Our children are born learning. At first it’s how to eat, they discover the movement of their hands, they learn to recognize mom and dad’s faces, familiar voices and songs. The first year alone is chalk full of learning; from feeding themselves, walking, to imitating sounds, and so much more. Babies don’t have to go to school to learn these things. It comes naturally. Learning isn’t limited to just books; you can educate your children long before they are ready for school.
Learning is innate. But it is a process that requires time and what is often referred to as “scaffolding” in the education profession. Scaffolding refers to how, just like a building is constructed from the ground up, learning starts with a foundation. The brain builds more connections and pathways over time. The more these pathways are used, and connections are made, the more information is retained. For example, for a student to learn about marine animals, it’s important to have some sort of prior knowledge or experience with beaches or oceans. I have read stories of inner-city kids who have never seen a beach, or a field of grass before. How are those student’s supposed to comprehend the vast size of the ocean? Or a lion’s ability to hide in the prairie as it stalks its prey? Prior experiences build foundations upon which learning can be built. This is what the early years are for!
Reading to your child, beginning in infancy, is a great way to expose them to different lands, people, cultures, and animals. Reading is one of the primary foundations for schooling. Reading increases vocabulary, and an understanding of how language works.
Zoos and museums are an infinite source of wonderful sights, new ideas, and exploration. Don’t worry about how many times you have been to the same place. Remember those neural pathways our brains create? Repetition in information creates well-worn pathways that increase retention. So, visit the zoo and look at the same animals twenty five times, or read the same books 9,458,553 times.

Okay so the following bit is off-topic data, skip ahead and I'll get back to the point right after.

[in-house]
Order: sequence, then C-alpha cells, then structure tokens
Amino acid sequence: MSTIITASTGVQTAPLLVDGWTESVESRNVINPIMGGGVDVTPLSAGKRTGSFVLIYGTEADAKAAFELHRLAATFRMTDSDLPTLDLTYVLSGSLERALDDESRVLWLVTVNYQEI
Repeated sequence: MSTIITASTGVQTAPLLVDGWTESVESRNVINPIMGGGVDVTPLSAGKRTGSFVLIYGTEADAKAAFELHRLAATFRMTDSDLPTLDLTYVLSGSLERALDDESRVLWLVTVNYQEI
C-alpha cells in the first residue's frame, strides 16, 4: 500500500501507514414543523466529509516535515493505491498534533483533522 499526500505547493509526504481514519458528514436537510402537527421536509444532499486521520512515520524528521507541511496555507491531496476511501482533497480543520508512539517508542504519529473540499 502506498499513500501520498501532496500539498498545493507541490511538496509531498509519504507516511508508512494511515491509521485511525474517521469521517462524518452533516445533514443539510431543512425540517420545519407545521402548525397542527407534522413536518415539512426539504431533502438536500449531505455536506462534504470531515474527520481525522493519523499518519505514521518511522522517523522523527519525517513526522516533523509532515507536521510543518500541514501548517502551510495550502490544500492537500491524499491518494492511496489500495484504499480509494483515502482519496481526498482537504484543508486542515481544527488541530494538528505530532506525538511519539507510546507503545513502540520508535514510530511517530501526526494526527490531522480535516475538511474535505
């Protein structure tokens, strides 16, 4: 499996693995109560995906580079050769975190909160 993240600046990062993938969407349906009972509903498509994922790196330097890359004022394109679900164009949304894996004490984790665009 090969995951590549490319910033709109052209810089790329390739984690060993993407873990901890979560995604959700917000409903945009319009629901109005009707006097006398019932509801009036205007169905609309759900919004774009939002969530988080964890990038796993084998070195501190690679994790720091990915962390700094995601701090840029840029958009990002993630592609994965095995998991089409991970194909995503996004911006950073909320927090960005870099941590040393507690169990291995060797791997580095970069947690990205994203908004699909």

Nature is a fantastic place to learn and grow! Walk through the woods and notice all the different types of plants, trees, birds, and animals. Do this through every season to learn about the changes that take place.
Play is one of the biggest building blocks to a successful education. The development of imagination and creativity help build strong critical thinking and observations skills. Allow your child plenty of unstructured playtimes. The more simple the entertainment, the better! I have watched my kids have more fun with sticks and a rope, than their expensive toys. Ingenuity is born out of necessity. Let your kids develop their own games and worlds. Play at parks, play at the beach; play in the mountains, a garden, and your backyard. Each of these environments has something different to offer.
My advice is to not get caught up with the “early is better” frenzy when it comes to formal schooling. Early is not always better; but a nurturing environment filled with books, explorations, and play-time will prepare your child for school better than any work-book, or curriculum can. When they have experiences with a variety of things, they will make faster and stronger connections to new information they gather in school. These connections will develop into pathways. Those pathways will serve them all through their school years if rooted in sound and meaningful experiences.